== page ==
Before 3-D printing drugs was created, 3-D printing was used for medical devices and replicating organs. With the news of 3-D printing, many are hoping to create more drugs for those who have troubles swallowing.

To read more on Fiona Barry’s article in in-Pharma, click here.

FDA releases new 510(k) guidance

On August 5th, the US Food and Drug Administration (FDA) released a new guidance on 510(k) submissions. This guidance is called “Refuse to Accept Policy for 510(k)s” and the plan is for it to be in effect this October.

The reason for this new guidance is to provide more of a consistent acceptance amongst 510(k) submissions. The new changes include checklists, criteria for submission, as well as criteria for alternate submissions. FDA hopes the new guidance will help make submissions smooth to submit and accept in the future.

To read Michael Mezher’s full article in RAPS, click here. Need help with your 510(k) submission, contact our experts at

HBA features CEO Caldwell in a “meet the membership” newsletter series

President and CEO of Pearl Pathways, Diana Caldwell, was featured in the Health Businesswomen’s Association (HBA) “meet the membership series” in an email newsletter on July 20th, 2015. Caldwell was asked a series of questions relating to her start-up of Pearl Pathways and her personal motivators. Caldwell shared her favorite quote by Alan Cohen, “It takes a lot of courage to release the seemingly secure, to embrace the new. But there is no real security in what is no longer meaningful. There is more security in the adventurous and exciting, for in movement there is life, and in change there is power.”

The HBA’s mission is to “to further the advancement and impact of women in healthcare worldwide.” The HBA was created to connect women in business and have them come together to share career information and resources. This organization has been in existence for four decades and continues to strive to complete its mission.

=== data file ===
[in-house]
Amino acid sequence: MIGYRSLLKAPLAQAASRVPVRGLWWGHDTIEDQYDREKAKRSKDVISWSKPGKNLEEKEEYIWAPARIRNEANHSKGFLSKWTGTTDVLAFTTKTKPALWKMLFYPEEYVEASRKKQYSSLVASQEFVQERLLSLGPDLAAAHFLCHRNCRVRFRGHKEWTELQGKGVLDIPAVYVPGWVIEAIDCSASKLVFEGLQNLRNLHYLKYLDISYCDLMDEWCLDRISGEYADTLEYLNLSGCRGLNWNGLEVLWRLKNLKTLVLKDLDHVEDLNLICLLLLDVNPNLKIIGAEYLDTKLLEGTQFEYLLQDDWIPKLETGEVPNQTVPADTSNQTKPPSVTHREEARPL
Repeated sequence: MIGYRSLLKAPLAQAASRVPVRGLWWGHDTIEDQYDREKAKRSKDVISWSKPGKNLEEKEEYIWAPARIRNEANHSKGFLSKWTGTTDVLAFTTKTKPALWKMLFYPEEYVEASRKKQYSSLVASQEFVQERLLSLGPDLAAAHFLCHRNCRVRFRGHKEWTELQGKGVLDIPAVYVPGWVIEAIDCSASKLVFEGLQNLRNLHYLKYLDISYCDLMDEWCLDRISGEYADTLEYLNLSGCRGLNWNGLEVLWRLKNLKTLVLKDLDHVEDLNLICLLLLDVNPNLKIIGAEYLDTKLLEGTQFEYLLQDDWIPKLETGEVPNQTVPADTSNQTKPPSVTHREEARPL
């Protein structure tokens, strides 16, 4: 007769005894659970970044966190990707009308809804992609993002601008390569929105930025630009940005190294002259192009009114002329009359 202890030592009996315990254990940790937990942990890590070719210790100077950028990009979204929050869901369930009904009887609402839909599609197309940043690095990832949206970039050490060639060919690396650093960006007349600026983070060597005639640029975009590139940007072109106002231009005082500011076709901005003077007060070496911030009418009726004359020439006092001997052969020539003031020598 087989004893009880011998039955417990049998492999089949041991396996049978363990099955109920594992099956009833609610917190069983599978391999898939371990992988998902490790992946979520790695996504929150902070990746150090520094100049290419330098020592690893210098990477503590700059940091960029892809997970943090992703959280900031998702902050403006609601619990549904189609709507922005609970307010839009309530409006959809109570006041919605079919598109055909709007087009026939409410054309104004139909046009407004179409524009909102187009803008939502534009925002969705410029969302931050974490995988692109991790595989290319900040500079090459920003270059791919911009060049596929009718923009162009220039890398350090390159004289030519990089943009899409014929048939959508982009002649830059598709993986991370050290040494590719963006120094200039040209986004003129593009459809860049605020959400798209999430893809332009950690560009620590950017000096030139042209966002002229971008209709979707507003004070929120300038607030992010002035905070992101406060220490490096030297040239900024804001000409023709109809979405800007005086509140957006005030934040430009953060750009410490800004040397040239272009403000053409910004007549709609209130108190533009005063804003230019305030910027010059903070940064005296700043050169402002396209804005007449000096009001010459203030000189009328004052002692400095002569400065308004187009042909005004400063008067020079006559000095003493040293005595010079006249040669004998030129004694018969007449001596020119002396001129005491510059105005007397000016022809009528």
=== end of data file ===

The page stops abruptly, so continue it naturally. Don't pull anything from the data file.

To read the full interview on Diana Caldwell on HBA’s website, click here.

Quality Metric Guidance announced by FDA

This week the US Food and Drug Administration (FDA) released its draft guidance on how to advance risk-based inspections and improve issues with drug shortages. Earlier this year, FDA created the Office of Pharmaceutical Quality (OPQ) to help look at drug product and quality level. Many drug shortages are caused by manufacturer quality issues. The creation of the new office hopes to curtail future shortages and problems.

The new draft guidance aims to not only improve the quality of drugs, but decrease the amount of inspections needed.

To read more, check out Michael Mezher’s article in RAPS here.

Register now for the Indiana Clinical and Translational Science Institute

The Indiana Clinical and Translational Sciences Institute is hosting its 7th annual meeting on September 11, 2015. Young researchers will be recognized and a major highlight of the event will be the awarding of the second Watanabe Prize in Translational Research to the keynote speaker, Carl H. June M.D. To find out more about the event, go to Indiana Clinical and Translation Science Institutes website.

When: September 11thnew-ctsi-logo

Time: 8am-3pm

Where: Hine Hall on IUPUI’s campus in Indianapolis

Registeration is occurring now, to register click here!

Pearl announces 5 years of business

Pearl will be hosting a celebration for its 5 fantastic years of being in business. Pearl opened in 2010 to help fast-track therapeutics and diagnostics for patients in the life science industry. Refreshments and appetizers will be served.

When: August 6th, 2015Photo of 29 E. McCarty Pearl Pathways office

Time: 4:30-7:00pm

Where: 29 E McCarty Street, Indianapolis, IN

RSVP to by July 31st.

We look forward to seeing you!